The letters of Amiri Baraka and Edward Dorn offer a vivid picture of American lives connecting around poetry during a tumultuous time of change and immense creativity.


Losing the Ring in the River
Winner of the 2014 WILLA Literary Award in Poetry from Women Writing the West

LOSING THE RING IN THE RIVER

by Marge Saiser
Spare and incisive, the poems in Losing the Ring in the River deal with three strong women—Clara, Emma, and Liz, women who are tough, often sassy, and have dreams that aren’t quelled by the realities they face.



Edmund G. Ross
Winner of the 2014 Gaspar Pérez de Villagrá Award from the Historical Society of New Mexico (HSNM)

2014 Kansas Notable Book
Winner of the 2014 New Mexico-Arizona Book Award, Biography and Best Book (New Mexico category)


EDMUND G. ROSS: Soldier, Senator, Abolitionist

by Richard A. Ruddy

This first full-scale biography of Ross reveals his importance in the history of the United States.


Imagining Geronimo
Winner of the 2014 Southwest Book Design and Production Award for Cover and Jacket Design from the New Mexico Book Association

IMAGINING GERONIMO: An Apache Icon in Popular Culture
by William M. Clements

Clements’s study examines Americans’ changing sense of Geronimo and looks at the ways Geronimo tried to maintain control of his own image during more than twenty years in which he was a prisoner of war.


Art of the National Parks

Winner of the 2014 IPPY Gold Medal in Fine Art
Winner of the 2013 New Mexico-Arizona Book Award, Best Book & Arts Category

ART OF THE NATIONAL PARKS: Historic Connections, Contemporary Interpretations
by Susan Hallsten McGarry, Jean Stern, and Terry Lawson Dunn

In Art of the National Parks, seventy painters and sculptors offer distinctive visions of eight of the nation’s most beloved wild lands: Acadia, Everglades, Grand Canyon, Grand Tetons, Rocky Mountain, Yellowstone, Yosemite, and Zion.



Swear
Winner of the 2014 Tillie Olsen Award for Creative Writing from the Working Class Studies Association


SWEAR

by Hakim Bellamy

In his debut collection of hard-hitting poems, Albuquerque Poet Laureate Hakim Bellamy addresses the issues important to our day—politics, work, and art.


Light and Shadow
Winner of the 2014 Society of American Archaeology Book Award, Scholarly Category

LIGHT AND SHADOW: Isolation and Interaction in the Shala Valley of Northern Albania
Edited by Michael L. Galaty, Ols Lafe, Wayne E. Lee, and Zamir Tafilica

Employing survey archaeology, excavation, ethnographic study, and multinational archival work, the Shala Valley Project uncovered the many powerful, creative ways whereby the men and women of Shala shaped their world: through dynamic, world-systemic relationships with the powers that surrounded but never fully conquered them.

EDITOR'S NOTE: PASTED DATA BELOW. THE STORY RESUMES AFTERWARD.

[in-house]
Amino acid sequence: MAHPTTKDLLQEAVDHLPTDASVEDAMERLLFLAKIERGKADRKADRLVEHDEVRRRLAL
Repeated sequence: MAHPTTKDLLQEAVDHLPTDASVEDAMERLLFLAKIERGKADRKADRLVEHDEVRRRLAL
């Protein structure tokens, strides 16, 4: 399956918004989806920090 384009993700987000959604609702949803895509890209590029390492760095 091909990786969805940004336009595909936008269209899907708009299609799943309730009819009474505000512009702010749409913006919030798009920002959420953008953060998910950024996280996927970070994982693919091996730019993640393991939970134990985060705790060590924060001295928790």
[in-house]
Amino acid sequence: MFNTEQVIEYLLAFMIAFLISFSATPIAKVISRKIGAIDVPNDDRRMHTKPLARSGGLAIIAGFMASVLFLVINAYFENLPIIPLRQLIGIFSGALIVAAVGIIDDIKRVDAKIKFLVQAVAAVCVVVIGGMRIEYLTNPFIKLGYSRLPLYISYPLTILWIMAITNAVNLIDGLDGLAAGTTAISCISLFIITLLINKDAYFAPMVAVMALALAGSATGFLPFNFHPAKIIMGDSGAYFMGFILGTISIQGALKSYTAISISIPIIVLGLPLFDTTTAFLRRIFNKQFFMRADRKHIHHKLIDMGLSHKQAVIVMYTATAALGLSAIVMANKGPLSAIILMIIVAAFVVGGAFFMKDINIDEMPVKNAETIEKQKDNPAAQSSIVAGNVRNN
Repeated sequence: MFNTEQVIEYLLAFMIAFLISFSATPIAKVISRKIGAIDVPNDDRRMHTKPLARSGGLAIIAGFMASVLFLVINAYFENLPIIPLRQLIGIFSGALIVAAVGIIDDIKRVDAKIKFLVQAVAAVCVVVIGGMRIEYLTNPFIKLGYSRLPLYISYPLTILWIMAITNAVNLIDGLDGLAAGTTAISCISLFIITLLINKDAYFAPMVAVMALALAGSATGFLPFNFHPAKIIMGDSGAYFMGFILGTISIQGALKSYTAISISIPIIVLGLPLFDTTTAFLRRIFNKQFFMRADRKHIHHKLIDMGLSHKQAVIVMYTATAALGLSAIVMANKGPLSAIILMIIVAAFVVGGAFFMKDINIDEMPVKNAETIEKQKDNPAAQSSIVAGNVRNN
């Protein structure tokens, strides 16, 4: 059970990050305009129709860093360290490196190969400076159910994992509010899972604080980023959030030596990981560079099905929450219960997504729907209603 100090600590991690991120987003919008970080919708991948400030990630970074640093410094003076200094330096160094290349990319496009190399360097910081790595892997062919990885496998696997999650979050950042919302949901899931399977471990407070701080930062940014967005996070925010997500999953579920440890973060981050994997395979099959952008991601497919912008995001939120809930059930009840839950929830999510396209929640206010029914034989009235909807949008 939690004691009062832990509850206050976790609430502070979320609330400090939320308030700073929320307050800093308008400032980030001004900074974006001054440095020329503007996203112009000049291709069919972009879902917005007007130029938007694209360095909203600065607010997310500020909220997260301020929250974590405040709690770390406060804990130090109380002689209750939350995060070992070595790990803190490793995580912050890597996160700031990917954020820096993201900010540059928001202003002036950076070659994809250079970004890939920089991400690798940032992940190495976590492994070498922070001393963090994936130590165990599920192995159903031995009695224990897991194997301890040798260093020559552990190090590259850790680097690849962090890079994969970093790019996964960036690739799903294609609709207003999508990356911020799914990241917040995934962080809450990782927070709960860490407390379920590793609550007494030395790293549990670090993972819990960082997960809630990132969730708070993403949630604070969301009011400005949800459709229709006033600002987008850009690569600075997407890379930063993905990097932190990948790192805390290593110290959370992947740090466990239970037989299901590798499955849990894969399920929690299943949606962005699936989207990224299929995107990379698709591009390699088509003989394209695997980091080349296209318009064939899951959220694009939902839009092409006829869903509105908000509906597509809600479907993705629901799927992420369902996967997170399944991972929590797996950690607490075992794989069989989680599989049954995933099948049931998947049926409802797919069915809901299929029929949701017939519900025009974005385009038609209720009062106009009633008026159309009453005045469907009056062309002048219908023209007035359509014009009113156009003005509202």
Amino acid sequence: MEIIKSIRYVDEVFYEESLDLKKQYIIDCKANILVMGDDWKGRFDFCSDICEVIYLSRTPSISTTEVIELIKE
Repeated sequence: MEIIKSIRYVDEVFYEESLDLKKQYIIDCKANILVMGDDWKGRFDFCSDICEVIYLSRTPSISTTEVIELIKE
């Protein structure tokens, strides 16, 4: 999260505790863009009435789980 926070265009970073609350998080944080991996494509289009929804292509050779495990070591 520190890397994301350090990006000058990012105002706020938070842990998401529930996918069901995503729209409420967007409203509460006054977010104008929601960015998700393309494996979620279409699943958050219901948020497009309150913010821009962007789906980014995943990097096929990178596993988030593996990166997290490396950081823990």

Workers Go Shopping in Argentina
Winner of the 2014 Thomas McGann Award from the Rocky Mountain Council for Latin American Studies (RMCLAS)
Winner of the 2015 Social Sciences Book Prize from the Southern Cone Studies Section of the Latin American Studies Association (LASA)

WORKERS GO SHOPPING IN ARGENTINA: The Rise of Popular Consumer Culture
by Natalia Milanesio
Combining theories from the anthropology of consumption, cultural studies, and gender studies with the methodologies of social, cultural, and oral histories, Milanesio shows the exceptional cultural and social visibility of low-income consumers in postwar Argentina along with their unprecedented economic and political influence.


Leaving Tinkertown
Winner of the 2013 Sarton Memoir Award
Winner of the 2014 New Mexico-Arizona Book Award, Biography (New Mexico subject), First Book, and Best Book
Winner of the 2015 Zia Book Award from New Mexico Press Women


LEAVING TINKERTOWN
by Tanya Ward Goodman

“Goodman writes beautifully. The characters are well drawn, compelling, and convincing. Most importantly, the book has genuine emotional power, which builds as the story unfolds, even though how it will end is understood from the beginning.”—Frank Huyler, author of The Blood of Strangers



For God and Revolution
Winner of the 2014 Harvey L. Johnson Publication Award from the Southwest Council of Latin American Studies

 

FOR GOD AND REVOLUTION: Priest, Peasant, and Agrarian Socialism in the Mexican Huasteca
by Mark Saad Saka

During the early 1880s, a wave of peasant unrest swept the mountainous Huasteca region of northeastern Mexico. This account traces the material and ideological roots of the rebellion to nineteenth-century liberal policies of land privatization and to the growth of a radical anarcho-communist agrarian consciousness.



Grandma's Santo on Its Head
Winner of the 2014 Western Heritage Award for Juvenile Book from the National Cowboy & Western Heritage Museum

GRANDMA'S SANTO ON ITS HEAD / EL SANTO PATAS ARRIBA DE MI ABUELITA: Stories of Days Gone By in Hispanic Villages of New Mexico / Cuentos de días gloriosos en pueblitos hispanos de Nuevo México
by Nasario García

In this collection of bilingual stories about the Río Puerco Valley, where Nasario García grew up, he shares the traditions, myths, and stories of his homeland.



Global West, American Frontier
Winner of the 2014 Western Heritage Award for Nonfiction from the National Cowboy & Western Heritage Museum